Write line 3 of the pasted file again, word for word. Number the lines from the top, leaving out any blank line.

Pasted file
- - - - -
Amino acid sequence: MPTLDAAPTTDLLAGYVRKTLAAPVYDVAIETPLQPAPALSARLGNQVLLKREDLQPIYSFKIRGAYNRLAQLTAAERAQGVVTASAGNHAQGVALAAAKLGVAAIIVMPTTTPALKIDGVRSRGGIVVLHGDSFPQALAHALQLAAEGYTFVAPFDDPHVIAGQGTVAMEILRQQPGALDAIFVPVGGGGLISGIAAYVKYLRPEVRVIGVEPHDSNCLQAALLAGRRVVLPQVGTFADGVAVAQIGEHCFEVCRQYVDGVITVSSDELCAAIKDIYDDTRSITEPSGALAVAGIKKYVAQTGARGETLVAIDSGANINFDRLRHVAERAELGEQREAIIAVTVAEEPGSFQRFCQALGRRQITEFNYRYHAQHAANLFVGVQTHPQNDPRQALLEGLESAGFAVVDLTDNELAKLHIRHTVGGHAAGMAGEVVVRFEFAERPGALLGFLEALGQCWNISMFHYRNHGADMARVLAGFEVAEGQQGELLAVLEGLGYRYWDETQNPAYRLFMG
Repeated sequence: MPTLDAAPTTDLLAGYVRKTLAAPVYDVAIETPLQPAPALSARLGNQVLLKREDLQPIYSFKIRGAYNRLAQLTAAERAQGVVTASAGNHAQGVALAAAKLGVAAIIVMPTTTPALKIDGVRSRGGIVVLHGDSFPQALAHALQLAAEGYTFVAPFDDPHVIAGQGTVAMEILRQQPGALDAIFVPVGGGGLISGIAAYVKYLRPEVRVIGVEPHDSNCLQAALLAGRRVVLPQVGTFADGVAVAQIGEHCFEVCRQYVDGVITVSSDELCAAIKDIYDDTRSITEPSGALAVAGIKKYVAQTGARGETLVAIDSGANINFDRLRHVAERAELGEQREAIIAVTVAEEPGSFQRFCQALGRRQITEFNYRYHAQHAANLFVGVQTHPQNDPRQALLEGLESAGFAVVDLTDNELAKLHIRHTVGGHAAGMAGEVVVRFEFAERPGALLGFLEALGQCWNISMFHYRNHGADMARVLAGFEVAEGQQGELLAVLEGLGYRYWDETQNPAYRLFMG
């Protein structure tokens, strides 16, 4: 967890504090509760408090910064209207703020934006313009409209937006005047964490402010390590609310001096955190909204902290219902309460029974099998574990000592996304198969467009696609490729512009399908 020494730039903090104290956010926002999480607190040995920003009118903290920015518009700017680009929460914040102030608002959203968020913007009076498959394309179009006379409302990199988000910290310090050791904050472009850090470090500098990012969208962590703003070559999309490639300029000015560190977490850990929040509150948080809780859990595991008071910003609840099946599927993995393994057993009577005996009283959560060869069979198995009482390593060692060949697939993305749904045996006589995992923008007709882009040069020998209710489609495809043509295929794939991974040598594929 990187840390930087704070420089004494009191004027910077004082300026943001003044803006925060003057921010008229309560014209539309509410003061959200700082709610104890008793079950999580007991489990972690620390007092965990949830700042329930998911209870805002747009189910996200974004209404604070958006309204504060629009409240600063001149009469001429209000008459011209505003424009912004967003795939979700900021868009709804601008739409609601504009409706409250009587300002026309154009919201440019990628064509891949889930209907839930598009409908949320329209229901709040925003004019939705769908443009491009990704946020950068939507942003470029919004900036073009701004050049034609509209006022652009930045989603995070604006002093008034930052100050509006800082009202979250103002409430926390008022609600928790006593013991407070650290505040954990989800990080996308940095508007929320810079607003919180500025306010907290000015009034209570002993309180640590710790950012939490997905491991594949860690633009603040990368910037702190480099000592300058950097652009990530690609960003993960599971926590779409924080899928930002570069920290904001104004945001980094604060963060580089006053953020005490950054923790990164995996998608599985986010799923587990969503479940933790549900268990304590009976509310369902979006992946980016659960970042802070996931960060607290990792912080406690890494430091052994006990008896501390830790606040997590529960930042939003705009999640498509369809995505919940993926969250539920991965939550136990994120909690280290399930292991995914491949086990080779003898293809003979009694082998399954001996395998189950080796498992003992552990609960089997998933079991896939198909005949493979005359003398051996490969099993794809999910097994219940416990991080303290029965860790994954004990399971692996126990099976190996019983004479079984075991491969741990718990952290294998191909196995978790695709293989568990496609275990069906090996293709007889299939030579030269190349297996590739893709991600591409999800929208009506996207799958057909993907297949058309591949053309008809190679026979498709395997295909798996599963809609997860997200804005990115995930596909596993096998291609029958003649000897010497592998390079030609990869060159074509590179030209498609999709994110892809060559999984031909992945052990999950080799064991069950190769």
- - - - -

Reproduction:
């Protein structure tokens, strides 16, 4: 967890504090509760408090910064209207703020934006313009409209937006005047964490402010390590609310001096955190909204902290219902309460029974099998574990000592996304198969467009696609490729512009399908 020494730039903090104290956010926002999480607190040995920003009118903290920015518009700017680009929460914040102030608002959203968020913007009076498959394309179009006379409302990199988000910290310090050791904050472009850090470090500098990012969208962590703003070559999309490639300029000015560190977490850990929040509150948080809780859990595991008071910003609840099946599927993995393994057993009577005996009283959560060869069979198995009482390593060692060949697939993305749904045996006589995992923008007709882009040069020998209710489609495809043509295929794939991974040598594929 990187840390930087704070420089004494009191004027910077004082300026943001003044803006925060003057921010008229309560014209539309509410003061959200700082709610104890008793079950999580007991489990972690620390007092965990949830700042329930998911209870805002747009189910996200974004209404604070958006309204504060629009409240600063001149009469001429209000008459011209505003424009912004967003795939979700900021868009709804601008739409609601504009409706409250009587300002026309154009919201440019990628064509891949889930209907839930598009409908949320329209229901709040925003004019939705769908443009491009990704946020950068939507942003470029919004900036073009701004050049034609509209006022652009930045989603995070604006002093008034930052100050509006800082009202979250103002409430926390008022609600928790006593013991407070650290505040954990989800990080996308940095508007929320810079607003919180500025306010907290000015009034209570002993309180640590710790950012939490997905491991594949860690633009603040990368910037702190480099000592300058950097652009990530690609960003993960599971926590779409924080899928930002570069920290904001104004945001980094604060963060580089006053953020005490950054923790990164995996998608599985986010799923587990969503479940933790549900268990304590009976509310369902979006992946980016659960970042802070996931960060607290990792912080406690890494430091052994006990008896501390830790606040997590529960930042939003705009999640498509369809995505919940993926969250539920991965939550136990994120909690280290399930292991995914491949086990080779003898293809003979009694082998399954001996395998189950080796498992003992552990609960089997998933079991896939198909005949493979005359003398051996490969099993794809999910097994219940416990991080303290029965860790994954004990399971692996126990099976190996019983004479079984075991491969741990718990952290294998191909196995978790695709293989568990496609275990069906090996293709007889299939030579030269190349297996590739893709991600591409999800929208009506996207799958057909993907297949058309591949053309008809190679026979498709395997295909798996599963809609997860997200804005990115995930596909596993096998291609029958003649000897010497592998390079030609990869060159074509590179030209498609999709994110892809060559999984031909992945052990999950080799064991069950190769």